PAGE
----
CBO's budget projections show debt rebounding from a short-term decline to reach a record 110 percent of GDP by 2032. However, debt could rise much higher -- up to 125 percent of GDP under our estimates -- if policymakers extend several costly temporary policies and take on several other deficit-increasing policies in the near term. Given our bleak fiscal situation, we can't afford more irresponsible actions.
|Policies Assumed in Budget Scenarios||2022-2032 Cost|
|Current Law Deficits||$16.8 trillion|
|Incorporate already-enacted policies||$150 billion|
|Remove extrapolated IIJA funding||-$840 billion|
|Extend TCJA individual tax cuts||$2,165 billion|
|Grow discretionary spending with GDP||$1,350 billion|
|Subtotal, Extensions||$3.1 trillion|
|Extend bonus depreciation and tax extenders||$420 billion|
|Extend ACA subsidies and health extenders||$300 billion|
|Reinstate R&E expensing and remove other TCJA tax rule tightening||$280 billion|
|Enact bipartisan veterans toxic exposure bill||$385 billion|
|Enact competition bill||$70 billion|
|Provide further COVID funding and extend public health emergency||$250 billion|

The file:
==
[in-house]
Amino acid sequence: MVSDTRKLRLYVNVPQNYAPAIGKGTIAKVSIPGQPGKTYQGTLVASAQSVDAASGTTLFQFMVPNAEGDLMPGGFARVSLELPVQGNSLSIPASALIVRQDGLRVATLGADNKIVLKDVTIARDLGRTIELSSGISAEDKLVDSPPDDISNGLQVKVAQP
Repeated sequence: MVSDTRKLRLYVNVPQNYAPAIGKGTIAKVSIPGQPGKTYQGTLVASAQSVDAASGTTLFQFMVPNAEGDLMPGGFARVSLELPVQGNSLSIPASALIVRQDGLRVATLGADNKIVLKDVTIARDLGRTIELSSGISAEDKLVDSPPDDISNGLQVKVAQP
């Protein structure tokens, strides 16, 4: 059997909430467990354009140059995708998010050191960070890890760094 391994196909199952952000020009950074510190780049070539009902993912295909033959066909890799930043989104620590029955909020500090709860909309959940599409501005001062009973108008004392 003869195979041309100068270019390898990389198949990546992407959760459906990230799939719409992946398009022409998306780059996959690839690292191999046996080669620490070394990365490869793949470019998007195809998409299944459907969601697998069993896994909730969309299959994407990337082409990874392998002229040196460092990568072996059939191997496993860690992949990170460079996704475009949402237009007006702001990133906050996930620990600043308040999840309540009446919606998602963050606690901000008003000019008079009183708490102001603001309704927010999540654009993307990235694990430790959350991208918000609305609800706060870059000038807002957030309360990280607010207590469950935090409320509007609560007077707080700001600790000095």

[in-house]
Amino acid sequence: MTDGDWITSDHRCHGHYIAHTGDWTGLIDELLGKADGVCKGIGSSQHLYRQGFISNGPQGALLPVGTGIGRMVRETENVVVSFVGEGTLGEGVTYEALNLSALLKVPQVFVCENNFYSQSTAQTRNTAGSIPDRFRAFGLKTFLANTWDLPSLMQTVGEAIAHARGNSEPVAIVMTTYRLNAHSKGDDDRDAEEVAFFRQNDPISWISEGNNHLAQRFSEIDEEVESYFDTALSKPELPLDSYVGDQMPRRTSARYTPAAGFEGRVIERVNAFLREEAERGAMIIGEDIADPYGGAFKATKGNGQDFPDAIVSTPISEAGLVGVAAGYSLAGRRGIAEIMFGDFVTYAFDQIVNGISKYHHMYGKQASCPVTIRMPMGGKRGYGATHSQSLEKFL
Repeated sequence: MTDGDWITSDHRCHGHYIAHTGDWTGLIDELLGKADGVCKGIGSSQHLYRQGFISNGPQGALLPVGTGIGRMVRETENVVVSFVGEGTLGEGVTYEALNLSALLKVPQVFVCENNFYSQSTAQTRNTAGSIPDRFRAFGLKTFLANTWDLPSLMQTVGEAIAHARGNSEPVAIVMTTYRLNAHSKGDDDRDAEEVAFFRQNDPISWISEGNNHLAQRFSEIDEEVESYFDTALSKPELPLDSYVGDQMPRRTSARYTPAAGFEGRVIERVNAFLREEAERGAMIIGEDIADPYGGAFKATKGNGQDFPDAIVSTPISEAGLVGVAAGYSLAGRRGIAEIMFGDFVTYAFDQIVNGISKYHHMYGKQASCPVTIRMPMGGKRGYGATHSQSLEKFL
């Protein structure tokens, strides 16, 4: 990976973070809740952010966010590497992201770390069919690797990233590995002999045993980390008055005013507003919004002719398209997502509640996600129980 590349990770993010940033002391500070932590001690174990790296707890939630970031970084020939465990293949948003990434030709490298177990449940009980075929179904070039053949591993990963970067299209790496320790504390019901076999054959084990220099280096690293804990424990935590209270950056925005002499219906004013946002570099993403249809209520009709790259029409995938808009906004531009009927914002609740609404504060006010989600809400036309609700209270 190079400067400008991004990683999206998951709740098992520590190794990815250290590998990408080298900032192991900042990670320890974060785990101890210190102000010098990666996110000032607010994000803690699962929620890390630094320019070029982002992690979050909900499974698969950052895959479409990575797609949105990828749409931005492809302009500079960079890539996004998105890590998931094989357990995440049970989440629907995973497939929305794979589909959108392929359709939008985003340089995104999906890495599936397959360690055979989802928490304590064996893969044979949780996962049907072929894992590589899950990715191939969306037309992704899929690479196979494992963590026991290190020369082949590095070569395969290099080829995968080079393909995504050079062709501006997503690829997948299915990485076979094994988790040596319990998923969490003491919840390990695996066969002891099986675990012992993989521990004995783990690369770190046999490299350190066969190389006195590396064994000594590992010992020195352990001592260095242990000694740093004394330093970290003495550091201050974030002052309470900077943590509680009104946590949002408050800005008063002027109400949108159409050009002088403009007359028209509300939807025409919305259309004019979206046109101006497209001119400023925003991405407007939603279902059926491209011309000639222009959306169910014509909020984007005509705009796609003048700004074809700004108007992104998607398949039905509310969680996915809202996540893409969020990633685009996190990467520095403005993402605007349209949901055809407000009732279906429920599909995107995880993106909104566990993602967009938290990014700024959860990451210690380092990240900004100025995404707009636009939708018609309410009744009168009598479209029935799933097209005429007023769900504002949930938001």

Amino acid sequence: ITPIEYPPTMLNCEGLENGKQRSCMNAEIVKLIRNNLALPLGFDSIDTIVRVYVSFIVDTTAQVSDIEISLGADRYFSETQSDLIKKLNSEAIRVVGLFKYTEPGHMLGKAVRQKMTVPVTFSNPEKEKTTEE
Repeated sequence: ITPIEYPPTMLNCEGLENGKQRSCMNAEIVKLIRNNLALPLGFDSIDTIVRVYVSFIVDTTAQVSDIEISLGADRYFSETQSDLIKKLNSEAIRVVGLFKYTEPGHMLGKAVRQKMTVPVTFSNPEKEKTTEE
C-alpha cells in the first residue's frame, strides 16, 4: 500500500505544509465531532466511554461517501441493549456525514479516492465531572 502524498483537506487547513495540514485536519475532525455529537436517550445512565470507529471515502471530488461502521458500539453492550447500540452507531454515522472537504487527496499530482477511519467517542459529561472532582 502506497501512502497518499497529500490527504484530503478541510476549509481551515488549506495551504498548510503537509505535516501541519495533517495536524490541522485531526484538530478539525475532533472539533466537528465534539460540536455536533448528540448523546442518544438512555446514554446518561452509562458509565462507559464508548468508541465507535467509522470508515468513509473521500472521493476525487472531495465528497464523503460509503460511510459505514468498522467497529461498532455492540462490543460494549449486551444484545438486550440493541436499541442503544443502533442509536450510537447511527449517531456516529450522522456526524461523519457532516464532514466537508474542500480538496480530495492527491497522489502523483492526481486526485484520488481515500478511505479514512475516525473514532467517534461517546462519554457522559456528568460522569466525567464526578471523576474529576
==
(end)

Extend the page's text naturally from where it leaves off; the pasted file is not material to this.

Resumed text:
|Provide more restaurant funding and Ukraine aid||$100 billion|
|Enact partial student debt cancellation||$250 billion|
|Adjust baseline to account for CHIMPs beyond FY 2022||$160 billion|
|Subtotal, Other Actions||$2.4 trillion|
|Total, Extensions and Other Actions||$5.5 trillion|
|Total Deficits||$22.4 trillion|
Source: Committee for a Responsible Federal Budget and Congressional Budget Office. Numbers are rough and may not add up due to rounding.
1 Specifically, this refers to extending the student loan repayment pause from the end of May until the end of August, making changes related to income-driven repayment plans, fixing the "family glitch," and imposing a new rule on prescription drug rebates. None of the costs of the first three policies and only half of the rebate rule are reflected in CBO's baseline.
2 For example, there is no estimate for the bipartisan veterans' toxic exposure bill, so we assume the cost of the House version.